Advanced Computer Architecture CSE 8383. April 4, 2006 Session 21. Contents. Message Passing Systems (Chapters 5 & 7) Communication Patterns Client/Server Systems Clusters. Message Passing Mechanisms. Message Format Message arbitrary number of fixed length packets
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Advanced Computer ArchitectureCSE 8383 April 4, 2006 Session 21
Contents • Message Passing Systems (Chapters 5 & 7) • Communication Patterns • Client/Server Systems • Clusters
Message Passing Mechanisms • Message Format • Message arbitrary number of fixed length packets • Packet basic unit containing destination address. Sequence number is needed • A packet can further be divided into flits (flow control digits) • Routing and sequence occupy header flit
Message, Packets, Flits Message Packet Destination Sequence Data flit
Store and Forward Routing • Packets are the basic units of information flow • Each node uses a packet buffer • A packet is transferred from S to D through a sequence of intermediate nodes • Channel and buffer must be available
Wormhole Routing • Flits are the basic units of information flow • Each node uses a flit buffer • Flits are transferred from S to D through a sequence of intermediate routers in order (Pipeline) • Can be visualized as a railroad train • Flits from different packets cannot be mixed up
Latency Analysis • L packet length (in bits) • W Channel bandwidth (bits/sec) • D Distance (number of hops) • F flit length (in bits)
Latency Analysis • L packet length (in bits) • W Channel bandwidth (bits/sec) • D Distance (number of hops) • F flit length (in bits) • TSF = D * L/W • TWH = L/W + D* F/W L/Wif L>>F (independent of D)
Communication Patterns • Point to Point 1 - 1 • Multicast 1 - n • Broadcast 1 - all • Conference n - n
Routing potential problems Deadlock: • When 2 messages, each is holding the resources required by the other in order to move, both messages will be blocked (cyclic dependency for resources) • Straightforward solution (but inefficient) is rerouting • Another solution is avoidance of occurrence of deadlock using a strict monotonic order of network resources • Channel dependency graph (CDG) is a technique for developing a deadlock-free routing algorithm.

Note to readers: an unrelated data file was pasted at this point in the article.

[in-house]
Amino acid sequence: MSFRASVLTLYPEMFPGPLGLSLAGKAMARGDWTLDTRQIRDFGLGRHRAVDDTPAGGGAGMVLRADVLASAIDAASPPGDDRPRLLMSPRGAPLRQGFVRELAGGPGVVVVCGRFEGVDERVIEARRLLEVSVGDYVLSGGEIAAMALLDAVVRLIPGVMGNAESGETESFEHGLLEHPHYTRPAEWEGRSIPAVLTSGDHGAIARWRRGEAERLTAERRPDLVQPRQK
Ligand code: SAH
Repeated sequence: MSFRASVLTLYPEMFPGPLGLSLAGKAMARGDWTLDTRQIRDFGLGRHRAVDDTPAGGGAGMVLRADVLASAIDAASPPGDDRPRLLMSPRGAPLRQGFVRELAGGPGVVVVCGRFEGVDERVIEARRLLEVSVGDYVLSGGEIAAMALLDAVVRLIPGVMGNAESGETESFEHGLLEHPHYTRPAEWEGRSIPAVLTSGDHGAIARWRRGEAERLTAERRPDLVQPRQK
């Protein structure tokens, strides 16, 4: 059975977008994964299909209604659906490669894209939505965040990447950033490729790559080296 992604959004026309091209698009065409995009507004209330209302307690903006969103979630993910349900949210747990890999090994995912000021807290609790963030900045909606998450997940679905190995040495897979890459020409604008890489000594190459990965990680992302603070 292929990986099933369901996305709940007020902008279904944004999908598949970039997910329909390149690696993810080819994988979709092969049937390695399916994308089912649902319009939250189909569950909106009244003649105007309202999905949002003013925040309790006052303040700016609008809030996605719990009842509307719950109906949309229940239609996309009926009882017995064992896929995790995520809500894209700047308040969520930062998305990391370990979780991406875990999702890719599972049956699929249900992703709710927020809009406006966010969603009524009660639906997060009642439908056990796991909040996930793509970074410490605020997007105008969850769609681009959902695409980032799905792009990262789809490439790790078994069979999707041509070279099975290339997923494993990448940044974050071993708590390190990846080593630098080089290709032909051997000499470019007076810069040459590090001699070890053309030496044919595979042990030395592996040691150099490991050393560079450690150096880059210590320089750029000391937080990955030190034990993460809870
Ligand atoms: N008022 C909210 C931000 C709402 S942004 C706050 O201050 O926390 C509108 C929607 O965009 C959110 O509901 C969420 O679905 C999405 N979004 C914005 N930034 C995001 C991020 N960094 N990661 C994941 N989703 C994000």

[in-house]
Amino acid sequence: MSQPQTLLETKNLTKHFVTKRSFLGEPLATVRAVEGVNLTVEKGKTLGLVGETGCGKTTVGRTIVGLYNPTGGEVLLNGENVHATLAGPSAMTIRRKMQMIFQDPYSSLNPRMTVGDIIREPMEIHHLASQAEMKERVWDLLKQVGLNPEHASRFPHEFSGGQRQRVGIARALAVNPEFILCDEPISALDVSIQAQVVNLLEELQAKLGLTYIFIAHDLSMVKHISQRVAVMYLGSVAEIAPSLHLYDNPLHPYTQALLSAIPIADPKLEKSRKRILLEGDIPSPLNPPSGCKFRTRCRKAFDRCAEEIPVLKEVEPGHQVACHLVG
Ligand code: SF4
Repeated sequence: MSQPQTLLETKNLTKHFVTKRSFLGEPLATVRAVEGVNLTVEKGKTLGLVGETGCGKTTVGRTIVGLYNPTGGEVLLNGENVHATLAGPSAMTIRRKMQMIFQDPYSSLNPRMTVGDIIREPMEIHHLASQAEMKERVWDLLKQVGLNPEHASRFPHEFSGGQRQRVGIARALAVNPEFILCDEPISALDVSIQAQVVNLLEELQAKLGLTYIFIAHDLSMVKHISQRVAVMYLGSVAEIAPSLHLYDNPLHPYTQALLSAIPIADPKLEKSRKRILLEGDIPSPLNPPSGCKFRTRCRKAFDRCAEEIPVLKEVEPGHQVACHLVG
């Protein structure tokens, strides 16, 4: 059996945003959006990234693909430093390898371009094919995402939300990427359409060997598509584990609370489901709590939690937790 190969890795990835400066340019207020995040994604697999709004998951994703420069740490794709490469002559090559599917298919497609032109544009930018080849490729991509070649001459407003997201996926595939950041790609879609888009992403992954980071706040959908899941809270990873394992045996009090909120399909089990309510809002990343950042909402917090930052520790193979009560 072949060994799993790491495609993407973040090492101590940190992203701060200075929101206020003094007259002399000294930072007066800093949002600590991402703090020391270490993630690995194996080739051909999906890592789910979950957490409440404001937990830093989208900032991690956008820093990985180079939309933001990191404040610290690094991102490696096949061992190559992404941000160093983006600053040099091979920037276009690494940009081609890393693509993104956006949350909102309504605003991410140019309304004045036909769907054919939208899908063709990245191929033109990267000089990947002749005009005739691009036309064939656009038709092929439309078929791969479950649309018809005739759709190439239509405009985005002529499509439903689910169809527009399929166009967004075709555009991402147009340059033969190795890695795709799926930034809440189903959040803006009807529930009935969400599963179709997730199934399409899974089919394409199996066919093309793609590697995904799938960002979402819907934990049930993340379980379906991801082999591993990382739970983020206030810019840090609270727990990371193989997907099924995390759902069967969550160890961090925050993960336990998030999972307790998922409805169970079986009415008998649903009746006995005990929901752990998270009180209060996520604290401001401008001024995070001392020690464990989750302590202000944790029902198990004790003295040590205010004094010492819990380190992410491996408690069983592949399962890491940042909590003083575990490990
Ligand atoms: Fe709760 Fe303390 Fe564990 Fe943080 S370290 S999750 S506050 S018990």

0 1 3 2 c1 c1 c2 c3 c4 c5 c4 c6 c2 c8 c7 c8 c5 c6 c7 c3 A 4-node network and its CDGs (a) A 4-node network (b) Channel dependency graph (CDG) c2 c3 c4 c1 c5 c6 c7 c8 (c) CDG for a deadlock-free version of the network
Livelock: • A message goes around the network and never reaches its destination • It results from using adaptive routing algorithms with dynamic injection, where nodes inject their messages in the network at arbitrary times • Policies to avoid livelock are based on assigning a priority to a message injected to the network: • Messages are routed according to their priorities • Once a message is injected, only a finite number of messages will be injected with higher or equal priority.
Starvation: • A node suffers from starvation if it has a message to inject into the network but is never allowed to do so. • The simplest policy to avoid starvation is to allow each node to have an injection queue that competes with the queues of the incoming links to the same node. • The main disadvantage is that a node with a high message injection rate can slow down all the other nodes in the network.
Routing Efficiency • Two Parameters • Channel Traffic (number of channels used to deliver the message involved) • Communication Latency (distance)
Multicast on a mesh (5 unicasts) Traffic ? Latency ?
Multicast on a mesh (multicast pattern 1) Traffic ? Latency ?
Multicast on a mesh (multicast pattern 2) Traffic ? Latency ?
Broadcast (tree structure) 3 2 3 4 2 1 2 3 1 1 2
Message Passing in PVM (Revisit) Sending Task Receiving Task User application Library User application Library 5 1 4 8 6 2 3 7 Daemon Daemon
Client Client Server Server Threads Interconnection Network Client/Server Systems
Server 1 Server 2 Server 3 Server n Slaves (Workers) Interconnection Network Client Master (Supervisor) A Client Server Framework for Parallel Applications
Programming Environment and Tools Middleware Interconnection Network OS OS OS M M M I/O I/O I/O C C C P P P Clusters
Interconnection Network Data Rate Switching Routing Ethernet 10 Mbit/sec Packet Table-based Fast Ethernet 100 Mbit/sec Packet Table-based Gigabit Ethernet 1 Gbit/sec Packet Table-based Myrinet 1.28 Gbit/sec wormhole Source-path Quadrics 7.2 Gbyte/sec wormhole Source-path Interconnection Networks in Clusters
Port 4 Port 0 5 0 6 Port 5 Port 1 Port 6 Port 2 Port 7 Port 3 id 6 Dest-id Port 4 Port 0 Port 5 Port 1 Port 6 Port 2 Port 7 Port 3 Routing table Source-Path versus Table Based